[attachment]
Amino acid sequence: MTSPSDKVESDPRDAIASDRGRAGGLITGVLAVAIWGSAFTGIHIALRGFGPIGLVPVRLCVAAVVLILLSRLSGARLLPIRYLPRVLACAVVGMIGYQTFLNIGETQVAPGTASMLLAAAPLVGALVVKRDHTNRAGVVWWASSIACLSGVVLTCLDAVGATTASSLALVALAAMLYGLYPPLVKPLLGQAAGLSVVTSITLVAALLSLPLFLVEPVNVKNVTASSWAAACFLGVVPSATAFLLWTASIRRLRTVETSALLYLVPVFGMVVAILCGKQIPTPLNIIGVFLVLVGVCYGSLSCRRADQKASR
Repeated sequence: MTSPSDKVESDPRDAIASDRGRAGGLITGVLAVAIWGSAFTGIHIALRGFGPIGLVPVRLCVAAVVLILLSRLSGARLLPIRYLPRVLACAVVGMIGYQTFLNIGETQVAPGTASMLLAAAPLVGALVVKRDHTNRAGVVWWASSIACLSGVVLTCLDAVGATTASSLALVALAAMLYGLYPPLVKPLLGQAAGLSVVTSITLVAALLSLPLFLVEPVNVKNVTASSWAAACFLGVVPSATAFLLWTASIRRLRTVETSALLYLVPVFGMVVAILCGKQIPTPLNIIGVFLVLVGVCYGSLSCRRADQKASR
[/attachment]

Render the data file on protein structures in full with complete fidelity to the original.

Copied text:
Amino acid sequence: MTSPSDKVESDPRDAIASDRGRAGGLITGVLAVAIWGSAFTGIHIALRGFGPIGLVPVRLCVAAVVLILLSRLSGARLLPIRYLPRVLACAVVGMIGYQTFLNIGETQVAPGTASMLLAAAPLVGALVVKRDHTNRAGVVWWASSIACLSGVVLTCLDAVGATTASSLALVALAAMLYGLYPPLVKPLLGQAAGLSVVTSITLVAALLSLPLFLVEPVNVKNVTASSWAAACFLGVVPSATAFLLWTASIRRLRTVETSALLYLVPVFGMVVAILCGKQIPTPLNIIGVFLVLVGVCYGSLSCRRADQKASR
Repeated sequence: MTSPSDKVESDPRDAIASDRGRAGGLITGVLAVAIWGSAFTGIHIALRGFGPIGLVPVRLCVAAVVLILLSRLSGARLLPIRYLPRVLACAVVGMIGYQTFLNIGETQVAPGTASMLLAAAPLVGALVVKRDHTNRAGVVWWASSIACLSGVVLTCLDAVGATTASSLALVALAAMLYGLYPPLVKPLLGQAAGLSVVTSITLVAALLSLPLFLVEPVNVKNVTASSWAAACFLGVVPSATAFLLWTASIRRLRTVETSALLYLVPVFGMVVAILCGKQIPTPLNIIGVFLVLVGVCYGSLSCRRADQKASR